Mondays on the Margins: Book Review - Bloodlines by Richelle Mead
It's my day on the Canadian Bloodlines Blog Tour!
Bloodlines is a spinoff series by Vampire Academy author Richelle Mead. The protagonist, Sydney Sage, was introduced in one of the Vampire Diaries books, and her decision to go against her community and help the falsely accused Rose Hathaway escape from prison and clear her name follows her into the events of this book.
This universe contains humans, Dhampir - half human, half-vampire, protectors of the Moroi - mortal vampires from whom vampire royalty are drawn, and Strigoi - evil undead vampires. Sydney is a human and a member of a family of alchemists - people who use magic to protect humans from vampires, for whom alchemists harbour deep suspicion and dislike. In Bloodlines, she ends up smack in the middle of a mission to protect Jill Mastrano, who is the sister of the Moroi Queen. Because of a law which is in the process of being changed, if Jill is assassinated the Queen will be deposed. Sydney is therefore dispatched to a human boarding school in California to act as a bodyguard.
I've read some of the other reviews on this blog tour, and several people who had read the Vampire Academy books didn't like this one as much. I actually liked it a little more, since Rose Hathaway, the V.A. heroine, was such a natural at kicking ass and taking names, and also at breaking rules with barely a flicker of conscience, that she was admirable but not extremely sympathetic. Sydney was raised in an extremely strict and rule-bound society, and it's much more difficult for her to trust her gut and go against protocol, so I actually found her a more relatable protagonist. A few people also expressed distaste about her bigotry towards vampires, but this was one of the most compelling aspects of the book for me -- I found that the unreasoning fear and hatred of the alchemists toward vampires, bred into Sydney from birth, which dissipates upon acquaintance with actual vampires who have admirable qualities, had strong parallels with other types of racism, and was interesting to view in this context. Sydney is treated pretty harshly by her father and other family members, and her community seems much more focused on duty than affection, but this is also similar to many real-life communities.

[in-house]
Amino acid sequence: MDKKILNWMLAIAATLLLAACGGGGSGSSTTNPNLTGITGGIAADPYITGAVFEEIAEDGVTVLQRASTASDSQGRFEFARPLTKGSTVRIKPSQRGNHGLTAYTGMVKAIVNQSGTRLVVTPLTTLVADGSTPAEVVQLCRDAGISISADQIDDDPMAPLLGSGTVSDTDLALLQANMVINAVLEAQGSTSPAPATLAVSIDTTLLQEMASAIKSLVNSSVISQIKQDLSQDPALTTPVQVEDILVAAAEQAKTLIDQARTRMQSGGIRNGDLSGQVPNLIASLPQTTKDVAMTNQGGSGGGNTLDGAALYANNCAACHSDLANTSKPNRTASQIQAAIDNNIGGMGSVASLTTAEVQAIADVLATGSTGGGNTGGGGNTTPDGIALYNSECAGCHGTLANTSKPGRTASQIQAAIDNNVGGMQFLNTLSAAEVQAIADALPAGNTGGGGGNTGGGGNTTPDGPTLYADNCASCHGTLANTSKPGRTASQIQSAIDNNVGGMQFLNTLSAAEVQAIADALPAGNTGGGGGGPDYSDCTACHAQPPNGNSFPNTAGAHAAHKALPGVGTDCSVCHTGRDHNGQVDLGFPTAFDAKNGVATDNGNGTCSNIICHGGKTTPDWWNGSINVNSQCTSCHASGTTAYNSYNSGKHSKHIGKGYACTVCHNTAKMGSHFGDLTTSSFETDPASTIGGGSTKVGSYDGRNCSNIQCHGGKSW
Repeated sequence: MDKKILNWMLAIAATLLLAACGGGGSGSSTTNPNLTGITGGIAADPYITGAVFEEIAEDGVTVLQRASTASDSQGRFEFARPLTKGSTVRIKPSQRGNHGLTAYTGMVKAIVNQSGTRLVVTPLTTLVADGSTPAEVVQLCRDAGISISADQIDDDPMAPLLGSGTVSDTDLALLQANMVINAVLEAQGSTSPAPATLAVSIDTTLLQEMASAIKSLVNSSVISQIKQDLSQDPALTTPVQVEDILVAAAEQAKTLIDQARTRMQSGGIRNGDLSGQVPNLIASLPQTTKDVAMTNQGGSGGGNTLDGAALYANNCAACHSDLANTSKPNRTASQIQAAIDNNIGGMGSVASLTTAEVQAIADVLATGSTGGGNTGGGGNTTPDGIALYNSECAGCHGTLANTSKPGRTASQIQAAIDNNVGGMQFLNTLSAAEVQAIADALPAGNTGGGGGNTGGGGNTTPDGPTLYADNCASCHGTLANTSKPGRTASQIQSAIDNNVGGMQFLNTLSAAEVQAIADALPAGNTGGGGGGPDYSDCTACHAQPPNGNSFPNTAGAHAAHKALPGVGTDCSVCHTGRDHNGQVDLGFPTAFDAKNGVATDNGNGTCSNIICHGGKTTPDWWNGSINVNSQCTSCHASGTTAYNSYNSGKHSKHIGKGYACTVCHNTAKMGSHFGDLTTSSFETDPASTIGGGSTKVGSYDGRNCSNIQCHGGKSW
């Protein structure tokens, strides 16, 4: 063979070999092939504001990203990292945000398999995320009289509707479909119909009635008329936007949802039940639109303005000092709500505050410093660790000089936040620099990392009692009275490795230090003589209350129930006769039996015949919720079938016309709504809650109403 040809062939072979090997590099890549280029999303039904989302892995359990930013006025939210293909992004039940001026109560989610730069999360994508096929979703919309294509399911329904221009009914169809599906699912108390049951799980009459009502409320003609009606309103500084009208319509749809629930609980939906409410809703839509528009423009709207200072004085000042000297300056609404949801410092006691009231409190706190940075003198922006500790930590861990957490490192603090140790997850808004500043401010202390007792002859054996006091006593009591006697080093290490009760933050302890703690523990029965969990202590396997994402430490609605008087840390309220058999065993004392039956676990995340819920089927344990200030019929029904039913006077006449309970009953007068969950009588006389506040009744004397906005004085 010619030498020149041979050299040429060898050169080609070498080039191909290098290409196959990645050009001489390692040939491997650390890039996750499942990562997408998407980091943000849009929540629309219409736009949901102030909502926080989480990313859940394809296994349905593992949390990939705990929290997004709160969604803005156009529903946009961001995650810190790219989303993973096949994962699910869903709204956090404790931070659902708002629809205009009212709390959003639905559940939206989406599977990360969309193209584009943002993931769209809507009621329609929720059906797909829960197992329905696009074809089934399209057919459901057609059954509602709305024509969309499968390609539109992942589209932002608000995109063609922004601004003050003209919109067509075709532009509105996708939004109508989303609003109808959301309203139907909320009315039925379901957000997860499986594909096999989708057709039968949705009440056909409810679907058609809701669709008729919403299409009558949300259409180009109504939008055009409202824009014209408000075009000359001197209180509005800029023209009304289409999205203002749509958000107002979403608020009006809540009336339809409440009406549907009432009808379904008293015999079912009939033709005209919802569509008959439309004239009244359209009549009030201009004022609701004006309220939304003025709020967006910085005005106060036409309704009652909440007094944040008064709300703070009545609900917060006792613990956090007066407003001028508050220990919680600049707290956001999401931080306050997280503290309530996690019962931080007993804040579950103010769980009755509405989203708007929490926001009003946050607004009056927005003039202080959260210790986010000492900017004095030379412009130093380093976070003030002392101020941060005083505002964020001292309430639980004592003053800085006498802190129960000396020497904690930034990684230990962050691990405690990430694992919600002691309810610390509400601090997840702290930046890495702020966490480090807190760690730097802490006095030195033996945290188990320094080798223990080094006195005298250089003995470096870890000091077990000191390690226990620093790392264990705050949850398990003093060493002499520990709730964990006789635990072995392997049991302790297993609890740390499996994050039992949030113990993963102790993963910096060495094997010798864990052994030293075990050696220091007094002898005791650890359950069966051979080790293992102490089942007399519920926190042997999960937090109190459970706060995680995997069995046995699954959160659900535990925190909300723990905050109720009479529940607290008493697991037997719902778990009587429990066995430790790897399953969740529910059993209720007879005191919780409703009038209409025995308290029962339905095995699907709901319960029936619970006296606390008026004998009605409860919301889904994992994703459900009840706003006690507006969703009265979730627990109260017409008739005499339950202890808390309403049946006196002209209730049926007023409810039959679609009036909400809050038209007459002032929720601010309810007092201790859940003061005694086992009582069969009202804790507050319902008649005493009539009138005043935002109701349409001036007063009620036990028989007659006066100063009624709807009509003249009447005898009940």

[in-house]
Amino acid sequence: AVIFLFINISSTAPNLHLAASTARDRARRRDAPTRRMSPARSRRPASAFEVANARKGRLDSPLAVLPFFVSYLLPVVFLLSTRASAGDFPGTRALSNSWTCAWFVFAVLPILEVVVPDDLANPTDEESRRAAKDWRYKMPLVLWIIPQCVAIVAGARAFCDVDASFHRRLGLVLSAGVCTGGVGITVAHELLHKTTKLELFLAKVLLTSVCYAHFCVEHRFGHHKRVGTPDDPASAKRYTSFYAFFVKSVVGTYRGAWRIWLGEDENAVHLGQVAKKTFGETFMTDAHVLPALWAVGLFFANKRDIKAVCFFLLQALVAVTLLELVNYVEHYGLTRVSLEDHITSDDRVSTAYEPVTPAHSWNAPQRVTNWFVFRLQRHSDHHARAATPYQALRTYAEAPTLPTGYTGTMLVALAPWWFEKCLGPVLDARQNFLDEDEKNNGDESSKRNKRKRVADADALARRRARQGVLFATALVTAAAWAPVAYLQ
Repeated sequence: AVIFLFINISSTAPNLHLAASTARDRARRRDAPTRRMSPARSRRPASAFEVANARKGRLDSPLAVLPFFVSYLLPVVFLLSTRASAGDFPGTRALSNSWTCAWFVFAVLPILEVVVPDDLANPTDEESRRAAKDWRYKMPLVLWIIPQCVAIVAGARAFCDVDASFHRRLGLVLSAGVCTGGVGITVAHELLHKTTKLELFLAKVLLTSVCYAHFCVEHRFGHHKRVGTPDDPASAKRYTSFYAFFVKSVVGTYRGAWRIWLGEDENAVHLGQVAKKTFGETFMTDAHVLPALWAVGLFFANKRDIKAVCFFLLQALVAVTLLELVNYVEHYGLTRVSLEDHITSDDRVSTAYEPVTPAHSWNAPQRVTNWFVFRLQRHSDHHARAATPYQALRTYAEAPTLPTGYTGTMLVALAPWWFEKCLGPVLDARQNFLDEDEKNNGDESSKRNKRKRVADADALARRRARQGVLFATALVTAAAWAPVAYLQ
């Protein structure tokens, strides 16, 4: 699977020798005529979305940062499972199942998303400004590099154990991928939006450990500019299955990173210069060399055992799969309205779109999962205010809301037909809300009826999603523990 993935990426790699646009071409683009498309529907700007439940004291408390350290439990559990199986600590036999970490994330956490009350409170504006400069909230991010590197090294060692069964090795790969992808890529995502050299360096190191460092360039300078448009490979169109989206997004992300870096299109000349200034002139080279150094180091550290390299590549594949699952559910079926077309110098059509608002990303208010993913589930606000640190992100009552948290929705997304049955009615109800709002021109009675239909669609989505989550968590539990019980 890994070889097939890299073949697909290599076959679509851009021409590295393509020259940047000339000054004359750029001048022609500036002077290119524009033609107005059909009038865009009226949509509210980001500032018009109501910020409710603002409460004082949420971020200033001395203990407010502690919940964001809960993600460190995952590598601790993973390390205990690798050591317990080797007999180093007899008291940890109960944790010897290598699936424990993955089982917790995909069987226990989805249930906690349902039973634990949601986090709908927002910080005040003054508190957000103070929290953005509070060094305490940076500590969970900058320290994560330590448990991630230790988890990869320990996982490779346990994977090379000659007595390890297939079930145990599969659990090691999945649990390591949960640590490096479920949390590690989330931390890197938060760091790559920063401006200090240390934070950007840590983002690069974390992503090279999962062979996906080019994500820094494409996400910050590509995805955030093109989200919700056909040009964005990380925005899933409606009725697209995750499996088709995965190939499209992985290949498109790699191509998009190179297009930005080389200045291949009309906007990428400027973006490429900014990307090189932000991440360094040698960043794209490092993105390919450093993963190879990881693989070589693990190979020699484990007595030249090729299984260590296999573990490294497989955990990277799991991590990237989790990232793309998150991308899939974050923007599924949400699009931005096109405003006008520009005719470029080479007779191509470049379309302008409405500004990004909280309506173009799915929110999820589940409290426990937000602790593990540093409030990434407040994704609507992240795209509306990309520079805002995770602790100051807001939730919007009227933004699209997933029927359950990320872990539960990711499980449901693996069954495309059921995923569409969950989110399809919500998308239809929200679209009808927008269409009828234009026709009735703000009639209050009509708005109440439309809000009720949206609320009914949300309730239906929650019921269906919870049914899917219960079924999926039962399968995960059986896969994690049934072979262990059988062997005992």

It's a good story, with some good characters and a lot of humour. I'm less enamoured of Adrian Ivashkov, the bad boy in need of redeeming by a good woman, than others, but I do see his appeal. Keith, Sydney's fellow alchemist who clings to his evil-vampire stereotypes, is almost too over-the-top an asshole, but maybe not quite. There are some nice twists near the end that I totally didn't see coming. There's a nice subplot involving tattoos that ties in with the alchemists' facial tattoos. It's bloody good escapist fun, and a solid addition to the vampire YA genre - less overwrought and hand-wringy than Twilight (which I also loved, I won't lie). In my research for this review, I learned that Mead also writes an adult series about a succubus who works in a bookstore - this, I am thinking, MUST be checked out.
Esther's Ever After is the next stop on the tour tomorrow.
Bloodlines was released on August 23, 2011.
Lots of fun stuff about the series here.
Download the first chapter of Bloodlines here.
Disclosure: Penguin Canada sent me an Advance Reading Copy of Bloodlines. Opinions are my own, although if you ever DID want to buy my opinion, free books would definitely be the way, so.....